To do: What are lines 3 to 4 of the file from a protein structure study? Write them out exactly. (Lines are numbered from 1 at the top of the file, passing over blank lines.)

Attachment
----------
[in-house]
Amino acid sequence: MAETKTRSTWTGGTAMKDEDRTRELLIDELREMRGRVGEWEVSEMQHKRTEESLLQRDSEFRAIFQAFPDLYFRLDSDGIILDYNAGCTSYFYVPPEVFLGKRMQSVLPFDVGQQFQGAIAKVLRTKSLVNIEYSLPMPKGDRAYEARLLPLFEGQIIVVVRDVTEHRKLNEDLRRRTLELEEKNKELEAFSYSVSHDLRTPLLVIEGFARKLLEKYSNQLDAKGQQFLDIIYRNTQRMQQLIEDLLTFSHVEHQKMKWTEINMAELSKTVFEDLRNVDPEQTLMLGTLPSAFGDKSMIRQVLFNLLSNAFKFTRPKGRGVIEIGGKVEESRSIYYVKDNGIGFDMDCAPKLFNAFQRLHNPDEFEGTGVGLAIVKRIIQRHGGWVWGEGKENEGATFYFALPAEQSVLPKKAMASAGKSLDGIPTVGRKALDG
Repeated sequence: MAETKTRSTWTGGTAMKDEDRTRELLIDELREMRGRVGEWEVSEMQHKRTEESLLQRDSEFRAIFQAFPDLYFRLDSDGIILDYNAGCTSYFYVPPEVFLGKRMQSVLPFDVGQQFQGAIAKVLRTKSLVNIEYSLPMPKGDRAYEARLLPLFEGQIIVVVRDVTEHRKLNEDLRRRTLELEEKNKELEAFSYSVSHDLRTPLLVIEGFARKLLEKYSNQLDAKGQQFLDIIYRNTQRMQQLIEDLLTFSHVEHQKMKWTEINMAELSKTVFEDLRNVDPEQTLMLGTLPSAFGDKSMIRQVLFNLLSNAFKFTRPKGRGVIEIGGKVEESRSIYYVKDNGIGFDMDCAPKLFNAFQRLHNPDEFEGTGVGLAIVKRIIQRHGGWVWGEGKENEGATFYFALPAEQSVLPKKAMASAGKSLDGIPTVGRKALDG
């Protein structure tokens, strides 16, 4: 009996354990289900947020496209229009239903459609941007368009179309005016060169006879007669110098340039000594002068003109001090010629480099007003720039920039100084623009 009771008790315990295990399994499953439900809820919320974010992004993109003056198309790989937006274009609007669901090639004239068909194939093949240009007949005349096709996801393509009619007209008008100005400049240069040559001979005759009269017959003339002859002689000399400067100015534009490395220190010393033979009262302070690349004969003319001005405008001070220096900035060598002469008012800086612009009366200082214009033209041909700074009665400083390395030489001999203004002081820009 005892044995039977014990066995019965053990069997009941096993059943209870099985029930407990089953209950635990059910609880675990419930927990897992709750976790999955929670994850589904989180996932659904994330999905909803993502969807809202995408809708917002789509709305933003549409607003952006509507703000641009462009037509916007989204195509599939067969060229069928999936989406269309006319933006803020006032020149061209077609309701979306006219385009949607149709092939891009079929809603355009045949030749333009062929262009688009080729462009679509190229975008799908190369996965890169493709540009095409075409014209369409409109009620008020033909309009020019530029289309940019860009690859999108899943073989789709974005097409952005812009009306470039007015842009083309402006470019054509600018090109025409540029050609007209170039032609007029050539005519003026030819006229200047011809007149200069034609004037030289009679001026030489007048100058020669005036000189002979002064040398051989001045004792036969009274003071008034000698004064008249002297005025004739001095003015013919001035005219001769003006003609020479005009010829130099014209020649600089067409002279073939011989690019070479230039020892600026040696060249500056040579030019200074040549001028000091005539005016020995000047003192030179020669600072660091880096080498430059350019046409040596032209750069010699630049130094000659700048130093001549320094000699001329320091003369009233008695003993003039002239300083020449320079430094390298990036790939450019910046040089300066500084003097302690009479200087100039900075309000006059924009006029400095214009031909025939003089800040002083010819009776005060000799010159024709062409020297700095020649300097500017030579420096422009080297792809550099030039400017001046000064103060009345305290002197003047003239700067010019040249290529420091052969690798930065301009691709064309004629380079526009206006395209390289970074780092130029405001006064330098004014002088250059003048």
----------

Repeated sequence: MAETKTRSTWTGGTAMKDEDRTRELLIDELREMRGRVGEWEVSEMQHKRTEESLLQRDSEFRAIFQAFPDLYFRLDSDGIILDYNAGCTSYFYVPPEVFLGKRMQSVLPFDVGQQFQGAIAKVLRTKSLVNIEYSLPMPKGDRAYEARLLPLFEGQIIVVVRDVTEHRKLNEDLRRRTLELEEKNKELEAFSYSVSHDLRTPLLVIEGFARKLLEKYSNQLDAKGQQFLDIIYRNTQRMQQLIEDLLTFSHVEHQKMKWTEINMAELSKTVFEDLRNVDPEQTLMLGTLPSAFGDKSMIRQVLFNLLSNAFKFTRPKGRGVIEIGGKVEESRSIYYVKDNGIGFDMDCAPKLFNAFQRLHNPDEFEGTGVGLAIVKRIIQRHGGWVWGEGKENEGATFYFALPAEQSVLPKKAMASAGKSLDGIPTVGRKALDG
């Protein structure tokens, strides 16, 4: 009996354990289900947020496209229009239903459609941007368009179309005016060169006879007669110098340039000594002068003109001090010629480099007003720039920039100084623009 009771008790315990295990399994499953439900809820919320974010992004993109003056198309790989937006274009609007669901090639004239068909194939093949240009007949005349096709996801393509009619007209008008100005400049240069040559001979005759009269017959003339002859002689000399400067100015534009490395220190010393033979009262302070690349004969003319001005405008001070220096900035060598002469008012800086612009009366200082214009033209041909700074009665400083390395030489001999203004002081820009 005892044995039977014990066995019965053990069997009941096993059943209870099985029930407990089953209950635990059910609880675990419930927990897992709750976790999955929670994850589904989180996932659904994330999905909803993502969807809202995408809708917002789509709305933003549409607003952006509507703000641009462009037509916007989204195509599939067969060229069928999936989406269309006319933006803020006032020149061209077609309701979306006219385009949607149709092939891009079929809603355009045949030749333009062929262009688009080729462009679509190229975008799908190369996965890169493709540009095409075409014209369409409109009620008020033909309009020019530029289309940019860009690859999108899943073989789709974005097409952005812009009306470039007015842009083309402006470019054509600018090109025409540029050609007209170039032609007029050539005519003026030819006229200047011809007149200069034609004037030289009679001026030489007048100058020669005036000189002979002064040398051989001045004792036969009274003071008034000698004064008249002297005025004739001095003015013919001035005219001769003006003609020479005009010829130099014209020649600089067409002279073939011989690019070479230039020892600026040696060249500056040579030019200074040549001028000091005539005016020995000047003192030179020669600072660091880096080498430059350019046409040596032209750069010699630049130094000659700048130093001549320094000699001329320091003369009233008695003993003039002239300083020449320079430094390298990036790939450019910046040089300066500084003097302690009479200087100039900075309000006059924009006029400095214009031909025939003089800040002083010819009776005060000799010159024709062409020297700095020649300097500017030579420096422009080297792809550099030039400017001046000064103060009345305290002197003047003239700067010019040249290529420091052969690798930065301009691709064309004629380079526009206006395209390289970074780092130029405001006064330098004014002088250059003048």